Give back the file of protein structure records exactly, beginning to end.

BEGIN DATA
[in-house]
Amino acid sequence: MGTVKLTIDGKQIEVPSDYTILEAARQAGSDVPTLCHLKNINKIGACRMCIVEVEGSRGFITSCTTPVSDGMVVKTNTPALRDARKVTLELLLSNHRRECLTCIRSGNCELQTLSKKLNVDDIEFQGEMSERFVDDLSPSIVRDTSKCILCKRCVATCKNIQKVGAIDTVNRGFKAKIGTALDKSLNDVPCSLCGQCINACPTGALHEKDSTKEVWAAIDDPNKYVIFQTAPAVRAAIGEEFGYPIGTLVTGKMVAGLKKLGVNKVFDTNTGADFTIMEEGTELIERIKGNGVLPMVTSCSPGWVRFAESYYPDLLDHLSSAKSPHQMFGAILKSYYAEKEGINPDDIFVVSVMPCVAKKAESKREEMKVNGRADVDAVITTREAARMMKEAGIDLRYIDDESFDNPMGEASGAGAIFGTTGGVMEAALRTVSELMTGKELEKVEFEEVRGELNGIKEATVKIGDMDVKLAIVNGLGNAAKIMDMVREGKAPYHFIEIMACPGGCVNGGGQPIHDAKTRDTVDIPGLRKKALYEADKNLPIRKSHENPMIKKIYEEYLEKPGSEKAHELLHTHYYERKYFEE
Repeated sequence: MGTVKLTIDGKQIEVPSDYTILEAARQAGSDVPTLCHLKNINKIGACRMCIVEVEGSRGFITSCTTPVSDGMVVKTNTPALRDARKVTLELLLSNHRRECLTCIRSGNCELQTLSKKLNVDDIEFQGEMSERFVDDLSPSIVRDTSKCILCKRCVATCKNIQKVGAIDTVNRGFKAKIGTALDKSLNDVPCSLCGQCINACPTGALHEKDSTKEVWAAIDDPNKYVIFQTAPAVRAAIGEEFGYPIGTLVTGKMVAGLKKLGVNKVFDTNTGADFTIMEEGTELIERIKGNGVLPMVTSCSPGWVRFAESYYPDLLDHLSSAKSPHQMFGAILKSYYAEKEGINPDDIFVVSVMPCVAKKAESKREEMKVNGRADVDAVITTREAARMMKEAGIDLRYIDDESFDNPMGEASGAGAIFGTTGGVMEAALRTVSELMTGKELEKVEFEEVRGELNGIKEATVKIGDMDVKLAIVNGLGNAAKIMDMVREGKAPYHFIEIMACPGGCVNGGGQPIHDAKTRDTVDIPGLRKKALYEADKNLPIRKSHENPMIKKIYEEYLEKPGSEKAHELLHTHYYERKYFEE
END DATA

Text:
[in-house]
Amino acid sequence: MGTVKLTIDGKQIEVPSDYTILEAARQAGSDVPTLCHLKNINKIGACRMCIVEVEGSRGFITSCTTPVSDGMVVKTNTPALRDARKVTLELLLSNHRRECLTCIRSGNCELQTLSKKLNVDDIEFQGEMSERFVDDLSPSIVRDTSKCILCKRCVATCKNIQKVGAIDTVNRGFKAKIGTALDKSLNDVPCSLCGQCINACPTGALHEKDSTKEVWAAIDDPNKYVIFQTAPAVRAAIGEEFGYPIGTLVTGKMVAGLKKLGVNKVFDTNTGADFTIMEEGTELIERIKGNGVLPMVTSCSPGWVRFAESYYPDLLDHLSSAKSPHQMFGAILKSYYAEKEGINPDDIFVVSVMPCVAKKAESKREEMKVNGRADVDAVITTREAARMMKEAGIDLRYIDDESFDNPMGEASGAGAIFGTTGGVMEAALRTVSELMTGKELEKVEFEEVRGELNGIKEATVKIGDMDVKLAIVNGLGNAAKIMDMVREGKAPYHFIEIMACPGGCVNGGGQPIHDAKTRDTVDIPGLRKKALYEADKNLPIRKSHENPMIKKIYEEYLEKPGSEKAHELLHTHYYERKYFEE
Repeated sequence: MGTVKLTIDGKQIEVPSDYTILEAARQAGSDVPTLCHLKNINKIGACRMCIVEVEGSRGFITSCTTPVSDGMVVKTNTPALRDARKVTLELLLSNHRRECLTCIRSGNCELQTLSKKLNVDDIEFQGEMSERFVDDLSPSIVRDTSKCILCKRCVATCKNIQKVGAIDTVNRGFKAKIGTALDKSLNDVPCSLCGQCINACPTGALHEKDSTKEVWAAIDDPNKYVIFQTAPAVRAAIGEEFGYPIGTLVTGKMVAGLKKLGVNKVFDTNTGADFTIMEEGTELIERIKGNGVLPMVTSCSPGWVRFAESYYPDLLDHLSSAKSPHQMFGAILKSYYAEKEGINPDDIFVVSVMPCVAKKAESKREEMKVNGRADVDAVITTREAARMMKEAGIDLRYIDDESFDNPMGEASGAGAIFGTTGGVMEAALRTVSELMTGKELEKVEFEEVRGELNGIKEATVKIGDMDVKLAIVNGLGNAAKIMDMVREGKAPYHFIEIMACPGGCVNGGGQPIHDAKTRDTVDIPGLRKKALYEADKNLPIRKSHENPMIKKIYEEYLEKPGSEKAHELLHTHYYERKYFEE